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2 hours ago, Jeff said:

That was actually an approach taken early on. However, it got panned by playtesters (who have little or no background with any version of RQ, but are Cthulhu or HQG players) who found it:

1. Took too long for what it was worth (quite a few playtesters complained about needing to add values like "+12%" to skills, and greatly preferred doing these bonuses in 5% increments)..

2. Restricted relevant characteristics to three (instead of four).

3. Meant skills needed regular recalculation with POW going up and down. This turned out to be the most decisive complaint.

For design purposes, the most important element of the skills modifier is its impact on the rate of skill improvement. The RQ2 approach does this as well as RQ3 and the others, and was seen as being much less work. A character with a +5 or more skills modifier should eventually be able to skills above 100% in that category (if the character lives long enough), a character with a 0 skills modifier won't. If your cult requires 90%+ in a skill you have a +0 modifier to you, becoming a Rune Lord is going to be a challenge.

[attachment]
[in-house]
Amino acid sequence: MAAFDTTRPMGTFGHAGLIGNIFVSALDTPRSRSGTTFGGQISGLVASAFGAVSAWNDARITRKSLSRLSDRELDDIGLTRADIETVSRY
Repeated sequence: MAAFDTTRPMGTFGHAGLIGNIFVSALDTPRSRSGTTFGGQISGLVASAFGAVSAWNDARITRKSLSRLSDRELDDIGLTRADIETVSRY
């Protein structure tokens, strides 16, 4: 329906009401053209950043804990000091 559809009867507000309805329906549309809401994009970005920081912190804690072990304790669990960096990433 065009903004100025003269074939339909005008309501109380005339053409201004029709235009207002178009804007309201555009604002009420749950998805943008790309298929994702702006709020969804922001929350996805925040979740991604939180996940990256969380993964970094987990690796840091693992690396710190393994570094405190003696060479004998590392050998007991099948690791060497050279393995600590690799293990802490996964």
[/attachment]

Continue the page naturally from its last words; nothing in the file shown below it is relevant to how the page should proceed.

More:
Actually, not quite.
Consider the Manipulation bonus of a character with STR 16, DEX 12, INT 12 and POW 16.
In RQ2 his bonus would be 0%. In RQ3 it would be 6%. Pretty insignificant in both account but RQ2 is just worse.
Consider this same character grows to (or another character) STR 17, DEX 13, INT 13 and POW 17.
In RQ2 his bonus would then be +20% while in RQ3 it would be 9%. Now the RQ2 is relevant but totally out of whack compared to the previous situation.